The federal government has shelled out some $80 billion to support various clean energy initiatives. Unfortunately, many of these so-called “investments” are failing.
A very revealing report by Marita Noon, executive director for Energy Makes America Great Inc., identifies how this money has been wasted. Her report goes into detail about the companies that have received government “investments” such as loans or grants.
The essence of the report can be grasped by listing the companies in which the government has “invested” and how they fared.
The companies listed in the report by Marita Noon include:
Received $535 million DOE loan and $25.1 million in California tax credit.
Bankrupt: September 2011
Received part of a $60 million grant under the Bush administration and was awarded a $400 million loan under Obama in December of 2010. It was also awarded a $9.2 million loan from the Export-Import Bank in July 2011.
Bankrupt: June 2012
Received more than $25 million in DOE grants and a DOE loan for $43 million.
Bankrupt: October 2011
AES Eastern Energy/Energy Storage
Received $17.1 million DOE conditional commitment on August 2, 2010.
Bankrupt: December 31, 2011
Received $6 million in federal tax credits and a $15.6 million grant from the DOE for research and development.
Bankrupt: July 18, 2012
Received millions in stimulus funds and over $1.7 million in Michigan state tax credits.
Bankrupt: March 27, 2012
Babcock & Brown
Received $178 million in the largest federal (1603) stimulus wind grant in December 2009
Placed into voluntary liquidation: March 13, 2009
Energy Conversion Devices Inc./Uni-Solar
Received a $13.3 million Stimulus tax credit.
Bankrupt: February 2011
Received a $118.5 million DOE Stimulus grant.
Bankrupt: January 26, 2011
Evergreen Solar, Inc.
Received Stimulus funds, grants, tax-credits, low-interest loans, and subsidies.
Evergreen also received $58 million in taxpayer subsidies from the State of Massachusetts in 2008.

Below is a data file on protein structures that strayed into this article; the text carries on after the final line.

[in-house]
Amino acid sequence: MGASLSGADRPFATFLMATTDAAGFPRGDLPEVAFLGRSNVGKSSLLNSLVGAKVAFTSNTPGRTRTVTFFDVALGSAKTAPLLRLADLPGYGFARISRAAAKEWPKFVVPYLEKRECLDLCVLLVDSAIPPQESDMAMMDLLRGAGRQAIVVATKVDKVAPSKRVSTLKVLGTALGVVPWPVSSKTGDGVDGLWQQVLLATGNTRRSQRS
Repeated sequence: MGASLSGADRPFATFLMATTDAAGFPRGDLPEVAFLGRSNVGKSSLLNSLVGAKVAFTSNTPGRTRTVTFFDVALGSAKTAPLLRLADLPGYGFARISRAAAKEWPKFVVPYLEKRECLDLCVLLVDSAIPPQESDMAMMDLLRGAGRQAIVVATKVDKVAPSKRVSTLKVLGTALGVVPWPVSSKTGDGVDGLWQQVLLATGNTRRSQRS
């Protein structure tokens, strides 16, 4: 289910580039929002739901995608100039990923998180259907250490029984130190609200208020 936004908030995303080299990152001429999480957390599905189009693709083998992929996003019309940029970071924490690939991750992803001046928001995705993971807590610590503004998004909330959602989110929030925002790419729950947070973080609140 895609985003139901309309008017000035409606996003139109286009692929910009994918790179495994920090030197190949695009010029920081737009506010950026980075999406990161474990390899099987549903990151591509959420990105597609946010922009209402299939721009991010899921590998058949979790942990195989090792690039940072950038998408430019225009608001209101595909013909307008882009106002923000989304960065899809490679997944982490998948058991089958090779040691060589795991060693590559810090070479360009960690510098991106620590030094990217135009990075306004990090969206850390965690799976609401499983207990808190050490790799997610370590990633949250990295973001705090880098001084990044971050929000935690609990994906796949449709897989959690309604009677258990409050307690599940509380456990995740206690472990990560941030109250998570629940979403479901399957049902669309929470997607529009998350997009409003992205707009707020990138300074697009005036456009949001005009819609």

Bankrupt: August 15, 2011
Konarka Technologies Inc.
Received $20 million in grants from government agencies such as the DOE and the Pentagon.
Bankrupt: June 4, 2012
Received $33 million Treasury Department Stimulus grant.
Bankrupt: May 2, 2011
Received $500,000 grant from the Renewable Energy Lab via the Stimulus.
Bankrupt: August 23, 2011
Stirling Energy Systems
Received $7 million from a federal renewable-energy grant and was eligible for nearly $10.5 million in manufacturing tax credits.
Bankrupt: September 28, 2011
Thompson River Power LLC
Received $6.5 million in Stimulus funds from Section 1603.
Bankrupt: July 2, 2012
Some additional information about government loans and grants include:
Received a $1.45 billion loan guarantee from the Department of Energy (DOE).
This is a foreign company with taxpayer money at risk.
(From report by Atlanta Journal-Constitution) “Approved for $162 million in grants, loans and loan guarantees for the Georgia venture. Half that amount was disbursed — and lost by taxpayers — for the cellulosic ethanol plant, now idle, in the east Georgia town of Soperton.”
Could not produce cellulosic ethanol in commercial quantities.
Plant is idle.
Now, as of October 16, 2012, we can add A123 Systems to the list of bankrupt companies that received grants from the government.
The sad truth is that the government cannot pick winners and inevitably picks losers when it puts taxpayer money at risk.
While there is a role to be played by government in funding fundamental research for experimental technologies, the government, when backing companies, is invariably motivated by a political agenda, in this case so-called “clean energy” rather than being focused on a business’ viability in a free market.
Read more of Donn’s columns at his blog, Power For USA.
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